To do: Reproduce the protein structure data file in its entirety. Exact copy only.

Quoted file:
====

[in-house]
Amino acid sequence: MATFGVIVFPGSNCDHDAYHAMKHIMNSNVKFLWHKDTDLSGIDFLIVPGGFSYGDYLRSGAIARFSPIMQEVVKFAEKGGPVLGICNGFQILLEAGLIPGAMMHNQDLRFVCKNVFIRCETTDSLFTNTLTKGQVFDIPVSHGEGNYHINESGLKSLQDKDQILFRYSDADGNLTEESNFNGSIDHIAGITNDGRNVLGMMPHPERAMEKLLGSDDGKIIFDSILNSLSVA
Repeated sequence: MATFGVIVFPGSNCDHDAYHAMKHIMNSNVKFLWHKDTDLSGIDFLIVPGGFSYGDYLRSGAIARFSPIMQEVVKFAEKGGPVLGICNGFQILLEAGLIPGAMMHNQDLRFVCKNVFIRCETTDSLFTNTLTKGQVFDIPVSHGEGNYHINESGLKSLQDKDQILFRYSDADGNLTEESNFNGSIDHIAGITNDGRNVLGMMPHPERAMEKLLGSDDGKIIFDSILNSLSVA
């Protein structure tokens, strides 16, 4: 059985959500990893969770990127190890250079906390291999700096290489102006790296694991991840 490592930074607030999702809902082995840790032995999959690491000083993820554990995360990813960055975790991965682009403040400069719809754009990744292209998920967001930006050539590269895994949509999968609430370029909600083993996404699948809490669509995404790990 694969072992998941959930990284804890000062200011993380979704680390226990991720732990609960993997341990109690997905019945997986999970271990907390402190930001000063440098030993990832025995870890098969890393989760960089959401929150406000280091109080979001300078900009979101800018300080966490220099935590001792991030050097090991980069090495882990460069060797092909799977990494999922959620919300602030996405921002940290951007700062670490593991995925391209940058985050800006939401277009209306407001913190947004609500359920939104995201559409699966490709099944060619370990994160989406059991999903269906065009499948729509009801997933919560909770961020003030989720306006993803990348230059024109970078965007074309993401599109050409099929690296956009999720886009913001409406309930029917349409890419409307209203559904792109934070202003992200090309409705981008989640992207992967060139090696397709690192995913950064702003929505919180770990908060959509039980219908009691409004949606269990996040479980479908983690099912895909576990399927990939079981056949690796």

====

[in-house]
Amino acid sequence: MATFGVIVFPGSNCDHDAYHAMKHIMNSNVKFLWHKDTDLSGIDFLIVPGGFSYGDYLRSGAIARFSPIMQEVVKFAEKGGPVLGICNGFQILLEAGLIPGAMMHNQDLRFVCKNVFIRCETTDSLFTNTLTKGQVFDIPVSHGEGNYHINESGLKSLQDKDQILFRYSDADGNLTEESNFNGSIDHIAGITNDGRNVLGMMPHPERAMEKLLGSDDGKIIFDSILNSLSVA
Repeated sequence: MATFGVIVFPGSNCDHDAYHAMKHIMNSNVKFLWHKDTDLSGIDFLIVPGGFSYGDYLRSGAIARFSPIMQEVVKFAEKGGPVLGICNGFQILLEAGLIPGAMMHNQDLRFVCKNVFIRCETTDSLFTNTLTKGQVFDIPVSHGEGNYHINESGLKSLQDKDQILFRYSDADGNLTEESNFNGSIDHIAGITNDGRNVLGMMPHPERAMEKLLGSDDGKIIFDSILNSLSVA
């Protein structure tokens, strides 16, 4: 059985959500990893969770990127190890250079906390291999700096290489102006790296694991991840 490592930074607030999702809902082995840790032995999959690491000083993820554990995360990813960055975790991965682009403040400069719809754009990744292209998920967001930006050539590269895994949509999968609430370029909600083993996404699948809490669509995404790990 694969072992998941959930990284804890000062200011993380979704680390226990991720732990609960993997341990109690997905019945997986999970271990907390402190930001000063440098030993990832025995870890098969890393989760960089959401929150406000280091109080979001300078900009979101800018300080966490220099935590001792991030050097090991980069090495882990460069060797092909799977990494999922959620919300602030996405921002940290951007700062670490593991995925391209940058985050800006939401277009209306407001913190947004609500359920939104995201559409699966490709099944060619370990994160989406059991999903269906065009499948729509009801997933919560909770961020003030989720306006993803990348230059024109970078965007074309993401599109050409099929690296956009999720886009913001409406309930029917349409890419409307209203559904792109934070202003992200090309409705981008989640992207992967060139090696397709690192995913950064702003929505919180770990908060959509039980219908009691409004949606269990996040479980479908983690099912895909576990399927990939079981056949690796």